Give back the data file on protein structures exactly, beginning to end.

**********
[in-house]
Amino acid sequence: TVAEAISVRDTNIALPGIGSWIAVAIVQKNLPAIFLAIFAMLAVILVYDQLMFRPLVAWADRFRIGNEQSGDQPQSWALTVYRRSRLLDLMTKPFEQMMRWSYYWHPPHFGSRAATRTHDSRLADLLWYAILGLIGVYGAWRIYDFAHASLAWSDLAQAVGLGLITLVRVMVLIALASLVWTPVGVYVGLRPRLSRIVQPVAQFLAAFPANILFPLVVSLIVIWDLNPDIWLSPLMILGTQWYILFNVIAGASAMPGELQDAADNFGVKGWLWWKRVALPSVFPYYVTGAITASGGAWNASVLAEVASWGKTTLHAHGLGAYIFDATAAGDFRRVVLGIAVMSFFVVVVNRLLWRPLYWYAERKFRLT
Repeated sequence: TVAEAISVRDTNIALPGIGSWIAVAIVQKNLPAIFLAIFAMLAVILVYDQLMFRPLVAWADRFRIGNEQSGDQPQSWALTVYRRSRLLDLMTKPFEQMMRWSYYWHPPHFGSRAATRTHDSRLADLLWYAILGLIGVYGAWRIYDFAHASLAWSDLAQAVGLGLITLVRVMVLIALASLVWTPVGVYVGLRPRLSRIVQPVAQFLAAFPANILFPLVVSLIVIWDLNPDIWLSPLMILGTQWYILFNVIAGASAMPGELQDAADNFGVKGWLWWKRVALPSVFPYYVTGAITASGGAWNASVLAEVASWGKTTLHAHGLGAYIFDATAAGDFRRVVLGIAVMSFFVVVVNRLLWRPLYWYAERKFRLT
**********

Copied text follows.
[in-house]
Amino acid sequence: TVAEAISVRDTNIALPGIGSWIAVAIVQKNLPAIFLAIFAMLAVILVYDQLMFRPLVAWADRFRIGNEQSGDQPQSWALTVYRRSRLLDLMTKPFEQMMRWSYYWHPPHFGSRAATRTHDSRLADLLWYAILGLIGVYGAWRIYDFAHASLAWSDLAQAVGLGLITLVRVMVLIALASLVWTPVGVYVGLRPRLSRIVQPVAQFLAAFPANILFPLVVSLIVIWDLNPDIWLSPLMILGTQWYILFNVIAGASAMPGELQDAADNFGVKGWLWWKRVALPSVFPYYVTGAITASGGAWNASVLAEVASWGKTTLHAHGLGAYIFDATAAGDFRRVVLGIAVMSFFVVVVNRLLWRPLYWYAERKFRLT
Repeated sequence: TVAEAISVRDTNIALPGIGSWIAVAIVQKNLPAIFLAIFAMLAVILVYDQLMFRPLVAWADRFRIGNEQSGDQPQSWALTVYRRSRLLDLMTKPFEQMMRWSYYWHPPHFGSRAATRTHDSRLADLLWYAILGLIGVYGAWRIYDFAHASLAWSDLAQAVGLGLITLVRVMVLIALASLVWTPVGVYVGLRPRLSRIVQPVAQFLAAFPANILFPLVVSLIVIWDLNPDIWLSPLMILGTQWYILFNVIAGASAMPGELQDAADNFGVKGWLWWKRVALPSVFPYYVTGAITASGGAWNASVLAEVASWGKTTLHAHGLGAYIFDATAAGDFRRVVLGIAVMSFFVVVVNRLLWRPLYWYAERKFRLT